25467 Factors Associated with Reporting a Child's Vaccination History to An Immunization Information System, National Immunization Survey 2006-2008

Tuesday, March 29, 2011
Columbia Hall
Karen Cullen, PhD, MPH , Health Scientist, CDC

Background: Immunization information systems (IISs) are confidential, computerized information systems that collect and consolidate vaccination data from multiple health-care providers, generate reminder and recall notifications, and assess vaccination coverage within a defined geographic area.

Objectives: To examine the frequency in which medical providers report to IIS and to assess factors associated with provider use of an IIS.

Methods: Data from 51,396 children 19-35 months of age sampled by the 2006-2008 National Immunization Survey (NIS) were used. Data on statewide provider site participation in the IIS and use of HL7 came from the 2006-2008 IISAR. Use of an IIS was defined as having ≥1 providers report to or obtain vaccination data from an IIS. Additional variables included whether the providers ordered vaccine from a health department, facility type, receipt of WIC benefits, and poverty status of the child. Multivariable logistic regression were conducted using SAS/SUDAAN to assess what factors were associated with having vaccination data reported to the IIS and if reporting vaccination data to an IIS was associated with higher levels of vaccination coverage.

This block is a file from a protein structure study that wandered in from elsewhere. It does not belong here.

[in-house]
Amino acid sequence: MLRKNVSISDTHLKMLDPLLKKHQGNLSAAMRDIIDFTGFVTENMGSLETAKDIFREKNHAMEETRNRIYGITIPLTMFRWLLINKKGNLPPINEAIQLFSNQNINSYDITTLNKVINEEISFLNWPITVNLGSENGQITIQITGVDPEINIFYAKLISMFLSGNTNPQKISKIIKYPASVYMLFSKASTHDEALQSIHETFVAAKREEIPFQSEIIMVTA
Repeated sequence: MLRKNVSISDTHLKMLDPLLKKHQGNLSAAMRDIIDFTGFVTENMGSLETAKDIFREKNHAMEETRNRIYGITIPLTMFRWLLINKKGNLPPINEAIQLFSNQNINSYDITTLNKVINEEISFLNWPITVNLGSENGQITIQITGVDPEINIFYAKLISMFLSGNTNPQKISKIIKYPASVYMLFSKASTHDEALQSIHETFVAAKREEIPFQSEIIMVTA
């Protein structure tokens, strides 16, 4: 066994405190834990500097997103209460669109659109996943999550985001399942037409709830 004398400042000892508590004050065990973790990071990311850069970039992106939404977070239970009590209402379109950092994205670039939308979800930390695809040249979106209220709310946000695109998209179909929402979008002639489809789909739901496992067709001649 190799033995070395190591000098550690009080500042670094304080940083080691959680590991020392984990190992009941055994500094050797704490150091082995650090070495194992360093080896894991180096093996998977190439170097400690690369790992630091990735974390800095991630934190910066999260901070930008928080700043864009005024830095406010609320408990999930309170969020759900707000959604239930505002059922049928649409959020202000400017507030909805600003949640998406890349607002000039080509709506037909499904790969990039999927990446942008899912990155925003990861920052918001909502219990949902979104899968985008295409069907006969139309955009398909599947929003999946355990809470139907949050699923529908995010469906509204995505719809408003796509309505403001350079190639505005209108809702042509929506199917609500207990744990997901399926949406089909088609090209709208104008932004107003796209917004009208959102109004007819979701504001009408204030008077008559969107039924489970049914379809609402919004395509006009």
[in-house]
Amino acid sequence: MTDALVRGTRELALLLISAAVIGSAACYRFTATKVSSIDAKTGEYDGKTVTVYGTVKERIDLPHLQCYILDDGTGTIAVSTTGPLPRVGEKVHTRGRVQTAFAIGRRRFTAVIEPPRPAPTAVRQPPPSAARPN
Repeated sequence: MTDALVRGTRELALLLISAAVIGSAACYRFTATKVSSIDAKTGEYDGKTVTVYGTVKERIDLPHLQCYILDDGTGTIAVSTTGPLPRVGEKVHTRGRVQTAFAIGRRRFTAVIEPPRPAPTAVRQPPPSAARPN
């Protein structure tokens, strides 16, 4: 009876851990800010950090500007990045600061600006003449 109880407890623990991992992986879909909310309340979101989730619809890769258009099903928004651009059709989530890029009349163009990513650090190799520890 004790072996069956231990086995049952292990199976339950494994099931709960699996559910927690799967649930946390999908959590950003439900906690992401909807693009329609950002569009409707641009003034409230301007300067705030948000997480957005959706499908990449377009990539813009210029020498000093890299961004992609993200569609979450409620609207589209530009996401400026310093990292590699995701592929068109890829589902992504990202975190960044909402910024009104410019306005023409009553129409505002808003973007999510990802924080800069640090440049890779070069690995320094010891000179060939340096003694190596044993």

Results: Overall, 48.2% of children had ≥1 providers report their vaccination data to an IIS. After controlling for other variables in the model, children with providers who ordered vaccine from a health department, were currently receiving WIC benefits and those who went to public providers were also more likely to have their vaccination data reported to an IIS. When examining whether reporting to an IIS was associated with vaccination coverage, it was found that children with ≥1 providers who report their vaccination data to an IIS have slightly higher rates of coverage for the 4:3:1:3:3 series (81.08% vs. 79.13%, p=0.03).

Conclusions: Data suggest that there may be opportunities to increase provider use of IIS, particularly among private providers, those who do not see WIC patients, or order vaccine from health departments.